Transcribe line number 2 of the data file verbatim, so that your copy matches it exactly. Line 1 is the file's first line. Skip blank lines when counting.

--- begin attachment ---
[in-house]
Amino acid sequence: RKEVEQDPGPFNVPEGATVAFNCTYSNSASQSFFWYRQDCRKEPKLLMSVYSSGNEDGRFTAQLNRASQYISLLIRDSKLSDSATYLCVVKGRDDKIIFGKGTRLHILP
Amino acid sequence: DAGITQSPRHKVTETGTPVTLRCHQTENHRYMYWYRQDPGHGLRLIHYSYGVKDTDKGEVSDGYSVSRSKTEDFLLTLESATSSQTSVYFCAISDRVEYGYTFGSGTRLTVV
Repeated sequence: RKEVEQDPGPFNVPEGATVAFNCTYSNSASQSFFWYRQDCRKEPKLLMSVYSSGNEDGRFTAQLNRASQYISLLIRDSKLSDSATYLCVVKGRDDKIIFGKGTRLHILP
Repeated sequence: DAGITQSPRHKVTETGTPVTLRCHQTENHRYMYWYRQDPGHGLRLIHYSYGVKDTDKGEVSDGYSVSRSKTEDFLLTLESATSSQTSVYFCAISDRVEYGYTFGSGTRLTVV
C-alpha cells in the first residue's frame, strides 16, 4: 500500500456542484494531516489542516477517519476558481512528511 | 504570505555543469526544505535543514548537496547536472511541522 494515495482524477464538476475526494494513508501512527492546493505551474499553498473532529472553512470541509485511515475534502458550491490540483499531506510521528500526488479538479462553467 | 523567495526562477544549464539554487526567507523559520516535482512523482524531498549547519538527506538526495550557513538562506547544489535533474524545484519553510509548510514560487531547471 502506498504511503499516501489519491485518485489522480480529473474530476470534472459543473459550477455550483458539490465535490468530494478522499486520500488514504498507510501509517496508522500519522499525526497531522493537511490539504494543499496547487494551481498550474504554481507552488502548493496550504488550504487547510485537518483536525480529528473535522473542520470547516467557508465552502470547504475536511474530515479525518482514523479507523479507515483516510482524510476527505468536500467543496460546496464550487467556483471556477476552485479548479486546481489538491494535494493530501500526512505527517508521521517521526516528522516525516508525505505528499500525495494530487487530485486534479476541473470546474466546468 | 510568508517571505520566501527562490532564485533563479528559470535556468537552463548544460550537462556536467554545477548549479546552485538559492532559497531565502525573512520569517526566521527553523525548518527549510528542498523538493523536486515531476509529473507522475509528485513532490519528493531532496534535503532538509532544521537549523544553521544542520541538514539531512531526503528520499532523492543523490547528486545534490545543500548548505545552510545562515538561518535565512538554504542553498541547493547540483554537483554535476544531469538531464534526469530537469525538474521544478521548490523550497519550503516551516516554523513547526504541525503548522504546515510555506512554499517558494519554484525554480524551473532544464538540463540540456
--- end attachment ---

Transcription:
Amino acid sequence: RKEVEQDPGPFNVPEGATVAFNCTYSNSASQSFFWYRQDCRKEPKLLMSVYSSGNEDGRFTAQLNRASQYISLLIRDSKLSDSATYLCVVKGRDDKIIFGKGTRLHILP